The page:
TV: Arcane (Season 1)

Given what I’ve come to expect from video game adaptations, nothing short of intense critical buzz would have made me go out of my way for Netflix’s new animated release Arcane, but boy is this an incredible series. Based on the League of Legends game universe, Arcane takes place in an elaborate secondary-world fantasy metropolis where the rich, cultured city of Piltover lords over the serfs and unfortunates of the Undercity below. Tensions run high among the citizens of this society, which has both a charged history and an imminent threat of violent conflict. That threat returns in the wake of a heist masterminded by the mischievous Undercity thief Vi (voiced by Hailee Steinfeld). Along with her crew, Vi loots the office of wealthy scientist Jayce (Kevin Alejandro), where Vi’s sister Powder (Ella Purnell) comes into possession of magic artifacts. The theft of these items, which Jayce is working to harness into a new magic-based technology called “hextech,” becomes the trigger point for renewed hostilities, and drives an emotional wedge between Vi and Powder that becomes central to an incendiary situation in the city.

Seasoned gamers will likely recognize the video-game ingredients of Arcane’s world: a gorgeous fantasy setting, character design inspired by the genre’s usual race and player class dynamic, and an emphasis on spectacle-based combat between rival factions. It’s a credit to writer/creators Christian Linke and Alex Yee, however, that these generic gaming-world seeds, while perhaps not invisible, will largely be unnoticeable to non-gamers. Such is the skill with which the scripts flesh out the world, a rich, politically complex landscape filled with memorably designed characters in dramatic conflict. The minutiae of the plot is occasionally lost in the weeds, but by and large the story is compelling and coherent, driven by strong characterizations that make the people of the city much more than just flashy avatars. They’re legitimate characters, often at odds, but all of them with relatable points of view, and they’re so well rendered that their fates are impossible not to get invested in. First-rate voice acting—from Steinfeld, Purnell, Alejandro, Shohreh Aghdashloo, JB Blanc, Katie Leung, Harry Lloyd, Toks Olagundoye, Jason Spisak, Reed Shannon, and Mick Wingert, among many others—only contributes to the overall effectiveness of the drama.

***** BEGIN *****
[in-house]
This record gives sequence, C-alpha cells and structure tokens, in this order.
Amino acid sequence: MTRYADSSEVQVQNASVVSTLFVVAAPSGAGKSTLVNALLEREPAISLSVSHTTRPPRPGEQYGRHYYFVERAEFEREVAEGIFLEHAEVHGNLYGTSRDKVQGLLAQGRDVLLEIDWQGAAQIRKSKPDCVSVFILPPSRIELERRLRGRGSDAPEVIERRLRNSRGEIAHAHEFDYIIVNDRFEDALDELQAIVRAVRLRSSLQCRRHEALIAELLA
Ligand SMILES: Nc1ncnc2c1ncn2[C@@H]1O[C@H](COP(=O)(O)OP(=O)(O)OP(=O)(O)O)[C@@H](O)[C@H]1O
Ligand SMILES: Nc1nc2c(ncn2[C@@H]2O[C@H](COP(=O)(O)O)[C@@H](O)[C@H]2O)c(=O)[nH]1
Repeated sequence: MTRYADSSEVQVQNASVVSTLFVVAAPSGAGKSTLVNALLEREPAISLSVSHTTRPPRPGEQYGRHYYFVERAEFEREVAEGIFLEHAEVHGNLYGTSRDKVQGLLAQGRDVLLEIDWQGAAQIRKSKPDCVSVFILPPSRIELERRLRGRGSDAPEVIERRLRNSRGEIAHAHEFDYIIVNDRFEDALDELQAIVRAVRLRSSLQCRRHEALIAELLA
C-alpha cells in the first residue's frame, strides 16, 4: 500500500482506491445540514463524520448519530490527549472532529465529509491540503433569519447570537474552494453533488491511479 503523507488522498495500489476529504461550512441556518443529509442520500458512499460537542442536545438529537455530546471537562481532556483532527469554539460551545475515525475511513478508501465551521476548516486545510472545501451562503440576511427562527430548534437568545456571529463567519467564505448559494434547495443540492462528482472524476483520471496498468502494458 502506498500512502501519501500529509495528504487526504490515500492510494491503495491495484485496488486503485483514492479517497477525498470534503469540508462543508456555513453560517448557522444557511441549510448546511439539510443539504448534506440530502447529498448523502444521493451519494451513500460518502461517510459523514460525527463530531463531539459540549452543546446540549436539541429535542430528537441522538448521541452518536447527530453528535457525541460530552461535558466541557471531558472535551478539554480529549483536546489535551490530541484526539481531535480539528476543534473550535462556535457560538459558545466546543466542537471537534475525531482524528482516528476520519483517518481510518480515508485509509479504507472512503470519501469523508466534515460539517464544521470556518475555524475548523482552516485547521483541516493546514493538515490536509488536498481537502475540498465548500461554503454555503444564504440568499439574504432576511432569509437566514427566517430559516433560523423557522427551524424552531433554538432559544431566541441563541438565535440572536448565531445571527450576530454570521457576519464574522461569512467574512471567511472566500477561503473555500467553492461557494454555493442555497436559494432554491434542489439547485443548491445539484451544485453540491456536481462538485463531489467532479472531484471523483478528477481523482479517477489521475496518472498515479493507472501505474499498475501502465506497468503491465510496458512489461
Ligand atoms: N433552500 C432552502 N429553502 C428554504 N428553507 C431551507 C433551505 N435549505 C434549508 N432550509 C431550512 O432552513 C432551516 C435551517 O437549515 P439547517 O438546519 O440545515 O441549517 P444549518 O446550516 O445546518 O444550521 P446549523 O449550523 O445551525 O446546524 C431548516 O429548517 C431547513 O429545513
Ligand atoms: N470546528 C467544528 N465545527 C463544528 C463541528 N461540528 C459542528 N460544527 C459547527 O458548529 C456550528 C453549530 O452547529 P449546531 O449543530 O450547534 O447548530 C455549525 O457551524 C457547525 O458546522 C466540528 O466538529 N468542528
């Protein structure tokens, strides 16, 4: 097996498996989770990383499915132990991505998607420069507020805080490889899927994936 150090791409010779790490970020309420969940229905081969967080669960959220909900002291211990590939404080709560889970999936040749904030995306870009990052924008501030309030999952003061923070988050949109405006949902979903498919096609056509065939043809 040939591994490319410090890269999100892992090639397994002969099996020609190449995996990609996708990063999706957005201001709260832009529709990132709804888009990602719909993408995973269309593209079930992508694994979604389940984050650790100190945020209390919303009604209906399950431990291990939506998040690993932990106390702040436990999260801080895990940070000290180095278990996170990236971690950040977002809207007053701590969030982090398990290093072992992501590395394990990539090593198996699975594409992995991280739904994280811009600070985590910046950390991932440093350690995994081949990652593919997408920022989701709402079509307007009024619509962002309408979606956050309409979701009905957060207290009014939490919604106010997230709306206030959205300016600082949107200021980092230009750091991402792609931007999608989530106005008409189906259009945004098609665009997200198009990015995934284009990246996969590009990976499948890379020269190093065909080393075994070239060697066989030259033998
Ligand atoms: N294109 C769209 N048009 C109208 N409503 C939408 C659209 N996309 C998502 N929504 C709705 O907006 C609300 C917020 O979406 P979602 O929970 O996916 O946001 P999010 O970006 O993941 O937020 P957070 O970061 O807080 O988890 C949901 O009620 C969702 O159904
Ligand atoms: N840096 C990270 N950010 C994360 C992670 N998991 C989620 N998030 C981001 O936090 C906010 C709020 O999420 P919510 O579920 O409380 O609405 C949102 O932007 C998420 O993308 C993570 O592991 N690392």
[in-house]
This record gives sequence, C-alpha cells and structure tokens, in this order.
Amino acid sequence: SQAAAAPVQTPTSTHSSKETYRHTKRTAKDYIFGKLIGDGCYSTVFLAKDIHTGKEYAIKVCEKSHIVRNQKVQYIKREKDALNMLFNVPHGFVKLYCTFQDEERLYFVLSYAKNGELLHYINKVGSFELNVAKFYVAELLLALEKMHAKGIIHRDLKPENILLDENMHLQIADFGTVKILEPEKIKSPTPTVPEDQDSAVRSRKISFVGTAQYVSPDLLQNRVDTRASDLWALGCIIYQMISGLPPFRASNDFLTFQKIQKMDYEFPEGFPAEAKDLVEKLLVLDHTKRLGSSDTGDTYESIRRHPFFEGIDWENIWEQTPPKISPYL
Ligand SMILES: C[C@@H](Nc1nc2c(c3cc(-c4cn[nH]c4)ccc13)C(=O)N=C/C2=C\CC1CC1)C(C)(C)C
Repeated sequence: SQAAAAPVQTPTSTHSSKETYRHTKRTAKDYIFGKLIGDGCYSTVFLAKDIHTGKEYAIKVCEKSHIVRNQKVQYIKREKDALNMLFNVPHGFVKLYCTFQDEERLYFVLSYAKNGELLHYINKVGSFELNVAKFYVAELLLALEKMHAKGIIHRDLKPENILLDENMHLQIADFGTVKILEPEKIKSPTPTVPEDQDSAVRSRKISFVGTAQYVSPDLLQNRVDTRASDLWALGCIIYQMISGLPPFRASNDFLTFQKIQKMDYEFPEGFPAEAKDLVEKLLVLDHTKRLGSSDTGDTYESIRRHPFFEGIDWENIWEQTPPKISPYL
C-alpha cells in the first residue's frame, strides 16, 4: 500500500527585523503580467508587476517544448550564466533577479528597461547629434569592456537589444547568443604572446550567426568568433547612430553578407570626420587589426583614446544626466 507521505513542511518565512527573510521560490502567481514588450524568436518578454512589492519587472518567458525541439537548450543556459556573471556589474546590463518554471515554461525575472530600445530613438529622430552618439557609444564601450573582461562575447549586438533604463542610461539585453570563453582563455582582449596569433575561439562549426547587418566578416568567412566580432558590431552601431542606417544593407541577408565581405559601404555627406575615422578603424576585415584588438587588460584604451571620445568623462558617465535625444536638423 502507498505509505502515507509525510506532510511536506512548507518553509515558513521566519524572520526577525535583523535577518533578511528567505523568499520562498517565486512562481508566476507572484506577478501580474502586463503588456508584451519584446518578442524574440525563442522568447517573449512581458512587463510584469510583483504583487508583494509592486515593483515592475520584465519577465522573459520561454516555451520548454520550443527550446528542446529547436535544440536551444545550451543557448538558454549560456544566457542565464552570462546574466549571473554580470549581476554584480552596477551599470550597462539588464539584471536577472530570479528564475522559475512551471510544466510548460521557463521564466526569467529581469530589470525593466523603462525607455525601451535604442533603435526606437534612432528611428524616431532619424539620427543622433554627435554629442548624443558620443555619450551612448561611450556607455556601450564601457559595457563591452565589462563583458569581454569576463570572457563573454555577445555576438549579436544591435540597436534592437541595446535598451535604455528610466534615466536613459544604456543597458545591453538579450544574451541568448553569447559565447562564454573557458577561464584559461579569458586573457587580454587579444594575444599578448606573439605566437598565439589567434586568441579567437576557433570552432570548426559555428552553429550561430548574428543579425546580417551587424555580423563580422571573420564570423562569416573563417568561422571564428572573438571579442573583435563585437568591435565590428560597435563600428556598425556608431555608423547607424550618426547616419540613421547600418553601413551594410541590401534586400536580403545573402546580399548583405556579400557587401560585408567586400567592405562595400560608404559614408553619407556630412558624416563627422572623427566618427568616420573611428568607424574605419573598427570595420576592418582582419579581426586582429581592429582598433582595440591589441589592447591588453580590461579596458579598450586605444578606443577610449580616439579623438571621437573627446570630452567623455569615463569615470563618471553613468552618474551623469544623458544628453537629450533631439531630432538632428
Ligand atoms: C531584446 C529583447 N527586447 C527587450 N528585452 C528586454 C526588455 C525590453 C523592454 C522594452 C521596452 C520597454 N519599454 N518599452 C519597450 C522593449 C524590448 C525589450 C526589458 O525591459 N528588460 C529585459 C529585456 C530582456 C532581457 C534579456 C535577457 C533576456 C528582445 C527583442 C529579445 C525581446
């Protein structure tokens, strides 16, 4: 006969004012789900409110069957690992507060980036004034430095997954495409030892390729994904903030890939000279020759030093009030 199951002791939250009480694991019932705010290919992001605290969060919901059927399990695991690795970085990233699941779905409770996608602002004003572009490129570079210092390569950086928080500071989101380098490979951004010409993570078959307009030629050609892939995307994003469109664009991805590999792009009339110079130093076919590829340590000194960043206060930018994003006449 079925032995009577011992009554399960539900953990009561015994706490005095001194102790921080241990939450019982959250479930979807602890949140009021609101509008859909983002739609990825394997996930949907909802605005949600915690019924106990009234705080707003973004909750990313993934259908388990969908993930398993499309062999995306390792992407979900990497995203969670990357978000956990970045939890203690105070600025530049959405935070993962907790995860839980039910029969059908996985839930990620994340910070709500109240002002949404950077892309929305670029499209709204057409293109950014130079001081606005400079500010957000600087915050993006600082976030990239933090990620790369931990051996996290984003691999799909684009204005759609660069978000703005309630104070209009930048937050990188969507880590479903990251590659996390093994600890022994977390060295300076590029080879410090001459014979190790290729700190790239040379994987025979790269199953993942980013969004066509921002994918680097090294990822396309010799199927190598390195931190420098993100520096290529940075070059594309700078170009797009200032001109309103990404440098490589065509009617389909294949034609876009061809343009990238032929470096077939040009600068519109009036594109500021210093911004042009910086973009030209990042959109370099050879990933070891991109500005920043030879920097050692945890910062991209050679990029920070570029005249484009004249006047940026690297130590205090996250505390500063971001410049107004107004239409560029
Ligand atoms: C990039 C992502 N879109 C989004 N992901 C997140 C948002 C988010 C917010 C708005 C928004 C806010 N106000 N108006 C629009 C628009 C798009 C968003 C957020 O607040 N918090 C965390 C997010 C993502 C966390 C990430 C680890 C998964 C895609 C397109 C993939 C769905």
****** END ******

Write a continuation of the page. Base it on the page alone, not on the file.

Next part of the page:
But really, the most impressive aspect of Arcane has to be its gorgeous animation. The character design, backgrounds, and scenery are all incredibly detailed, each frame a work of art. The sound design is similarly effective, heightening the drama and intensifying the experience. The only real drawback is a theme song so clearly out of contemporary 2021 that it yanks the viewer right out of an immersive fantasy world and back into our own. But if that’s the only problem with Arcane, it’s a minor one; in every other respect—incredible animation, epic fantasy narrative, great characters, intense drama—the show is outstanding.

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